Latest News from the NCDIR

1809, 2023

The NCDIR’s Prof. Michael Rout presents at the SINGLE-DOMAIN ANTIBODIES 2023 Conference

September 18, 2023|

September 18, 2023

The Single-Domain Antibodies 2023 meeting was held in Paris, September 18th-20th at the Conference centre (CIS) of the Institut Pasteur. It was the 3rd congress on single-domain Antibodies after Nanobodies 2019 in Bonn and Nanobodies 2021 in Brussels. This congress allows the scientific community to meet and share the latest advances in this fast-growing scientific field.

During this meeting, NCDIR director, Professor Michael Rout was invited to give a talk on “A Pipeline for Production of Nanobody Repertoires with Diagnostic and Therapeutic Potential” at the “Single domain Antibodies in Clinics: cancer and inflammatory diseases” workshop. Here is a brief summary of his talk.

Nanobodies are small single domain antibodies derived from camelids that can be targeted with high specificity against almost any antigen. Moreover, they can be inexpensively expressed in virtually unlimited quantities in simple bacterial cultures, as well as engineered to maximize their potential – they show tremendous promise as therapeutic reagents, because of their high specificity, small size and robustness.

We developed a mass spectrometry-based technology that overcomes the limitations of some other screening methods, enabling the rapid production of large repertoires of readily expressible recombinant nanobodies against any given antigen with very high affinities and specificities. We first applied this pipeline to the production of nanobodies that recognize common protein tags such as GFP, mCherry and TdTomato, to allow ultra-rapid capture of complexes for interactomics. In studying the structures of these nanobodies we have uncovered several alternative modes of epitope recognition virtually unique to this antibody class. During the COVID-19 pandemic, having recently refined and optimized our pipeline and supplemented it with a modified yeast display screening approach, we identified classes of nanobodies that have exceptional biophysical characteristics and unique and orthogonal mechanisms for neutralizing SARS-CoV-2, and that maintain their neutralizing efficacy against current variants; we are expanding this repertoire to generate nanobody formulations that will be able to neutralize any future betacoronaviral threats. We have also discovered strong synergistic effects between nanobodies, greatly enhancing their potency when used in combination. We are now using our pipeline to generate repertoires of nanobodies against other targets of biomedical importance, enabling use in CAR-T therapeutics, treatment or diagnosis of several cancer types, and various infectious diseases.

Publications related to Prof. Rout’s talk:

Ketaren NE, Mast FD, Fridy PC, Olivier JP, Sanyal T, Sali A, Chait BT, Rout MP, Aitchison JD. “Nanobody repertoire generated against the spike protein of ancestral SARS-CoV-2 remains efficacious against the rapidly evolving virus.” bioRxiv. 2023 Jul 14:2023.07.14.549041. doi: 10.1101/2023.07.14.549041. Preprint. PMC10369967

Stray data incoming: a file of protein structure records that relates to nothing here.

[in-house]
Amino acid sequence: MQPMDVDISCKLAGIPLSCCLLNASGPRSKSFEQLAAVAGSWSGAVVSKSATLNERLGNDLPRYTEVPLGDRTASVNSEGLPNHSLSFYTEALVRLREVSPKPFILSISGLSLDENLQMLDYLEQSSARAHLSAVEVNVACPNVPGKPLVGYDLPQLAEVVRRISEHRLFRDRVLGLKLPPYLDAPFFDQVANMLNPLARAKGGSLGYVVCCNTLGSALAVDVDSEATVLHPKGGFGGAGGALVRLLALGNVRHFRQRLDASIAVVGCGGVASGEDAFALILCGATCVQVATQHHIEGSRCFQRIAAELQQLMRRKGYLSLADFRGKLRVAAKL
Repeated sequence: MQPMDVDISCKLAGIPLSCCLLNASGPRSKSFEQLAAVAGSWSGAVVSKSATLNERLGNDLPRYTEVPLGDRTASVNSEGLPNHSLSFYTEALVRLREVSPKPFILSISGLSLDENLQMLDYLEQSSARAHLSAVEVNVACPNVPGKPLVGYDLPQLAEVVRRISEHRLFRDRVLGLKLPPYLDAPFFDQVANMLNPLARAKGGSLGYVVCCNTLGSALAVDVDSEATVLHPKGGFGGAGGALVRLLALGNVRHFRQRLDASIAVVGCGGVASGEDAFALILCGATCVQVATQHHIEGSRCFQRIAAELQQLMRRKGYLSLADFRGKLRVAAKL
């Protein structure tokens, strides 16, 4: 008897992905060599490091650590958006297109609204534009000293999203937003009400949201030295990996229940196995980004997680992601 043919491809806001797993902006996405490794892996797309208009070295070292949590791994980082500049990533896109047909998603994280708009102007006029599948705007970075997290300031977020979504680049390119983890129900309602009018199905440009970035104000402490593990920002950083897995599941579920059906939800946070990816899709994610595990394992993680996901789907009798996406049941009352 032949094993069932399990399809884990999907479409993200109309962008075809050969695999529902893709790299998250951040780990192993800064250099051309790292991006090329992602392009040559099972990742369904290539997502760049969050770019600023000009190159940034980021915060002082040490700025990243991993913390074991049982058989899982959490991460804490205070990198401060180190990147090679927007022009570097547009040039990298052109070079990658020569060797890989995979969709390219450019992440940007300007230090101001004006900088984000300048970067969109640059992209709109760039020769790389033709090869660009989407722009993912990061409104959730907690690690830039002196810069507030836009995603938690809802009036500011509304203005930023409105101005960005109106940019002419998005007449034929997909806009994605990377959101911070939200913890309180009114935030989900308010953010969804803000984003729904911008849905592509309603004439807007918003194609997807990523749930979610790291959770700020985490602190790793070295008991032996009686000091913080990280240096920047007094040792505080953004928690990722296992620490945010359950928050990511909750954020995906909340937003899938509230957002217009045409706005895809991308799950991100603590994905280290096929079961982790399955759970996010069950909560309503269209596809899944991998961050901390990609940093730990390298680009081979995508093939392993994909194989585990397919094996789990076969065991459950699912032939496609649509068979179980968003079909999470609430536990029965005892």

Cross FR, Fridy P, Ketaren N, Mast F, Li S, Olivier P, Pecani K, Chait BT, Aitchison JD, Rout MP. “Expanding and Improving Nanobody Repertoires Using a Yeast Display Method: Targeting SARS-CoV-2”. J Biol Chem. 2023 Jan 28;102954.doi: 10.1016/j.jbc.2023.102954.  Epub 2023 Jan 28. PMC9884143

Mast FD, Fridy PC, Ketaren NE, Wang J, Jacobs EY, Olivier JP, Sanyal T, Molloy KR, Schmidt F, Rutkowska M, Weisblum Y, Rich LM, Vanderwall ER, Dambrauskas N, Vigdorovich V, Keegan S, Jiler JB, Stein ME, Olinares PDB, Herlands L, Hatziioannou T, Sather DN, Debley JS, Fenyö D, Sali A, Bieniasz PD, Aitchison JD, Chait BT, Rout MP. “Highly synergistic combinations of nanobodies that target SARS-CoV-2 and are resistant to escape.” Elife. 2021 Dec 7;10:e73027. doi: 10.7554/eLife.73027. PMC8651292

Fridy PC, Li Y, Keegan S, Thompson MK, Nudelman I, Scheid JF, Oeffinger M, Nussenzweig MC, Fenyö D, Chait BT, and Rout MP. “A robust pipeline for rapid production of versatile nanobody repertoires.” Nature Methods. 2014 Dec;11(12):1253-60. doi: 10.1038/nmeth.3170. Epub 2014 Nov 2. PMC4272012

1309, 2023

Research Spotlight – Ultrasensitive detection of circulating LINE-1 ORF1p as a specific multi-cancer biomarker

September 13, 2023|

A multi-lab team has worked with the NCDIR to make breakthrough developments in the realm of cancer biomarkers. The team engineering nanobodies – small, robust variants of monoclonal antibodies – for use in ultrasensitive and cost-effective pan-cancer biomarker assays. The research spotlighted LINE-1 as a uniquely specific marker for cancer, which, unlike in normal tissues, is evident not only in tissue but also in blood, bolstering its potential as an early detection tool and a prognostic metric.

Highly Specific Detection of Carcinomas with the First-Generation ORF1p Simoa Assay. a, Schematic of single-molecule protein detection by Simoa; a first-generation assay is shown. Antibody/nanobody-coated magnetic beads, present in excess relative to target, capture single target ORF1p molecules; in the first-generation assay, beads are conjugated with α-ORF1p capture nanobody 5 (Nb5). Enzyme-labeled α-ORF1p detection reagent (here, an antibody, Ab6) is added, forming an “immunosandwich”; the beads are then loaded into microwells that each can hold at most one bead, and ORF1p molecules are then digitally detected using a fluorogenic substrate by counting “on” wells. b, First-generation ORF1p Simoa detects plasma ORF1p with high specificity across major carcinomas. Pie charts indicate percentage of samples with detectable levels; dashed red line, limit of detection.

Emphasizing collaboration, the study harnessed the dual expertise of NCDIR in producing specialized nanobodies and state-of-the-art mass spectrometry assays, and leverages a single-molecule-based detection technology known as SIMOA (developed by one of the team labs.